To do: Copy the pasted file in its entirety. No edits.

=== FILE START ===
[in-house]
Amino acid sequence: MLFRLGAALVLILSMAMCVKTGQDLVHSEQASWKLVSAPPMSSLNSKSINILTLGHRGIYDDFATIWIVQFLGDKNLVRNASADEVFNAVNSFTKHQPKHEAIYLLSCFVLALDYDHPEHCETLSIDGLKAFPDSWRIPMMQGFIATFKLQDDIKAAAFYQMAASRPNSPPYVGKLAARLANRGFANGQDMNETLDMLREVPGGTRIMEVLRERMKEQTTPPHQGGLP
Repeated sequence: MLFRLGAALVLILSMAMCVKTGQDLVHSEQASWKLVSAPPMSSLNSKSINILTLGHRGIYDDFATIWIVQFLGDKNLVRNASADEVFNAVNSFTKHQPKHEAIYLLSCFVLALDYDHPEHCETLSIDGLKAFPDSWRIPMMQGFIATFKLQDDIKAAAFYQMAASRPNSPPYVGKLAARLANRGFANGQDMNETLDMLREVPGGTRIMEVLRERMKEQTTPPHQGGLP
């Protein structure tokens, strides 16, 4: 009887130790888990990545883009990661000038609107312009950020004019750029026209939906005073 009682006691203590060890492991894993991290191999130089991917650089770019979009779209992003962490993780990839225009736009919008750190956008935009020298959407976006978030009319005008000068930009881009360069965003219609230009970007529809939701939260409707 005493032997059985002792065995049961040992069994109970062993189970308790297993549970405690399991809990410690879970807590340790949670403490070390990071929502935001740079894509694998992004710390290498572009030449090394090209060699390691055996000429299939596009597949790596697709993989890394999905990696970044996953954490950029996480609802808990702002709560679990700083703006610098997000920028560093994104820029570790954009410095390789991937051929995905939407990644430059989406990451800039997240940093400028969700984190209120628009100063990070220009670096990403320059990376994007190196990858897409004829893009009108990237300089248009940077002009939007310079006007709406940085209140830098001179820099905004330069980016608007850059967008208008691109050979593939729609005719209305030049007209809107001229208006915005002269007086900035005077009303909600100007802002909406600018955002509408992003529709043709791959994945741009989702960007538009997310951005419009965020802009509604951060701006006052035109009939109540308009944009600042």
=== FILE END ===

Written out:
[in-house]
Amino acid sequence: MLFRLGAALVLILSMAMCVKTGQDLVHSEQASWKLVSAPPMSSLNSKSINILTLGHRGIYDDFATIWIVQFLGDKNLVRNASADEVFNAVNSFTKHQPKHEAIYLLSCFVLALDYDHPEHCETLSIDGLKAFPDSWRIPMMQGFIATFKLQDDIKAAAFYQMAASRPNSPPYVGKLAARLANRGFANGQDMNETLDMLREVPGGTRIMEVLRERMKEQTTPPHQGGLP
Repeated sequence: MLFRLGAALVLILSMAMCVKTGQDLVHSEQASWKLVSAPPMSSLNSKSINILTLGHRGIYDDFATIWIVQFLGDKNLVRNASADEVFNAVNSFTKHQPKHEAIYLLSCFVLALDYDHPEHCETLSIDGLKAFPDSWRIPMMQGFIATFKLQDDIKAAAFYQMAASRPNSPPYVGKLAARLANRGFANGQDMNETLDMLREVPGGTRIMEVLRERMKEQTTPPHQGGLP
């Protein structure tokens, strides 16, 4: 009887130790888990990545883009990661000038609107312009950020004019750029026209939906005073 009682006691203590060890492991894993991290191999130089991917650089770019979009779209992003962490993780990839225009736009919008750190956008935009020298959407976006978030009319005008000068930009881009360069965003219609230009970007529809939701939260409707 005493032997059985002792065995049961040992069994109970062993189970308790297993549970405690399991809990410690879970807590340790949670403490070390990071929502935001740079894509694998992004710390290498572009030449090394090209060699390691055996000429299939596009597949790596697709993989890394999905990696970044996953954490950029996480609802808990702002709560679990700083703006610098997000920028560093994104820029570790954009410095390789991937051929995905939407990644430059989406990451800039997240940093400028969700984190209120628009100063990070220009670096990403320059990376994007190196990858897409004829893009009108990237300089248009940077002009939007310079006007709406940085209140830098001179820099905004330069980016608007850059967008208008691109050979593939729609005719209305030049007209809107001229208006915005002269007086900035005077009303909600100007802002909406600018955002509408992003529709043709791959994945741009989702960007538009997310951005419009965020802009509604951060701006006052035109009939109540308009944009600042």